As to David’s comment, yes we are apparently dealing with a massive wealth transfer from Chase to an insurance company. /sarc

    What you’re really dealing with is assets can have massive swings in value. So it’s not really massive wealth transfers, but instead massive wealth fluctuations. Chase apparently sold at the wrong time, or felt they weren’t the right entity to get that building back in order.

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  19. Kary L. Krismer

    By T. Y. Lee @ 17:

    I would have loved seeing floorplans (complete with room measurements) during my house hunt. There are a lot of houses I would never have bothered entering (and saved my realtor a lot of time) if I could have seen the layout and dimensions prior.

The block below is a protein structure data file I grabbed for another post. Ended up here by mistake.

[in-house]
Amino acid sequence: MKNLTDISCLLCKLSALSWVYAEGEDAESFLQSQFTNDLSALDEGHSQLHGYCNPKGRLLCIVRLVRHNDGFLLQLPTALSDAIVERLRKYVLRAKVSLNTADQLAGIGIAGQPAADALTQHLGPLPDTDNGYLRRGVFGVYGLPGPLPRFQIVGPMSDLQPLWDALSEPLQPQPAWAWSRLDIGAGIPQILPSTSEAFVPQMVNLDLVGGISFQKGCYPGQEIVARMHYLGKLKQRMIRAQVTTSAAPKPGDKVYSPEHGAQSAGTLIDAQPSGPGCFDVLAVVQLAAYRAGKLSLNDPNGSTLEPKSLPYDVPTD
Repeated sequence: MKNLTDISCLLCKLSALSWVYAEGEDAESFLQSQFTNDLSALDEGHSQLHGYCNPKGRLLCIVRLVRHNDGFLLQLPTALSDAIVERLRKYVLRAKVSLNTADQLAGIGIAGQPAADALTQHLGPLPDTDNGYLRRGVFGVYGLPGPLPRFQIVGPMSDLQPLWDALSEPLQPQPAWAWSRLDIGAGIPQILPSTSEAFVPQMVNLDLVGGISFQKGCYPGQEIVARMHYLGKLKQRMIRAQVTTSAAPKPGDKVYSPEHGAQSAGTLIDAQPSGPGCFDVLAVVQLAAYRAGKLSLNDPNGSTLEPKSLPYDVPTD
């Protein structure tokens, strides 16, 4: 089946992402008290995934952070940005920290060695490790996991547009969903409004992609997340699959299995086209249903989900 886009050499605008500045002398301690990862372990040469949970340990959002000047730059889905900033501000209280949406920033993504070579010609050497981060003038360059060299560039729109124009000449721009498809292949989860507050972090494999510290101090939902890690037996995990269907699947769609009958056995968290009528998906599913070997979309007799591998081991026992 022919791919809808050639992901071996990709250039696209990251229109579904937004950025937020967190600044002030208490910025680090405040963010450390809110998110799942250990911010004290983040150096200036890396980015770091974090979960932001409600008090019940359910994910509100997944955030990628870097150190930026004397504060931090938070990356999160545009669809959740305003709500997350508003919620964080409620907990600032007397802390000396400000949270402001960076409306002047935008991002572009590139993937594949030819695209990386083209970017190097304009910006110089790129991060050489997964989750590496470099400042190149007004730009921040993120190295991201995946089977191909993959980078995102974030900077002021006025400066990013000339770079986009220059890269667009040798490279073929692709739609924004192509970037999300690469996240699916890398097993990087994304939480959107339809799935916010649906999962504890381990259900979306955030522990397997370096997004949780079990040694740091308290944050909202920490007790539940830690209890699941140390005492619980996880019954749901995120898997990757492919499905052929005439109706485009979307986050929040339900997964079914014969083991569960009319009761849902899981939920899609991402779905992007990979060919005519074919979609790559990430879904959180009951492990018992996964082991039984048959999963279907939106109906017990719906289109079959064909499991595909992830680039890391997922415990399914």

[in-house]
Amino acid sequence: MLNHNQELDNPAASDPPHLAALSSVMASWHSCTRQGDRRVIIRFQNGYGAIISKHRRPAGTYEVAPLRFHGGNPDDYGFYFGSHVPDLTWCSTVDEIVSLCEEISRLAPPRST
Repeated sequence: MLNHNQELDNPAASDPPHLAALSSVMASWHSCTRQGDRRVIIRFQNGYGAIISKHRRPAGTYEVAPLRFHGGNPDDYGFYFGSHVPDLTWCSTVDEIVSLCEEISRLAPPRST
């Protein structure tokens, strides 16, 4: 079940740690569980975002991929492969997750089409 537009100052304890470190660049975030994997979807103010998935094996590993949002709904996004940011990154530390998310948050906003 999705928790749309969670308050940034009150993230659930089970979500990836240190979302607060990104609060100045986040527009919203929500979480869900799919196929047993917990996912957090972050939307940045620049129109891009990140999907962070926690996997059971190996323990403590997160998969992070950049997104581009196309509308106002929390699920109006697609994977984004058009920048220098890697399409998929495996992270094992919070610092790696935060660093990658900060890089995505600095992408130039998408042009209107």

Most people don’t have blueprints for their homes. Some owners of relatively new construction, and condos might have marketing materials showing the floor plan, but most people throw those away. Thus it’s the exception rather than the rule.

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  20. Kary L. Krismer

    By David Losh @ 16:

    RE: Kary L. Krismer @ 13

    So who handled the liquidation, and did the stock holders benefit?

    No.

    Our city lost a major employer, the building was emptied, and then sold at a fire sale. That was a manipulation.

    I’m going to comment on this separately.

    When an entity is insolvent, the shareholders don’t benefit. You typically have to pay all of the creditors in full before a shareholder gets a dime (unless it’s a Chapter 11 reorganization being pushed by government to save the auto industry). That deals with WAMUs shareholders.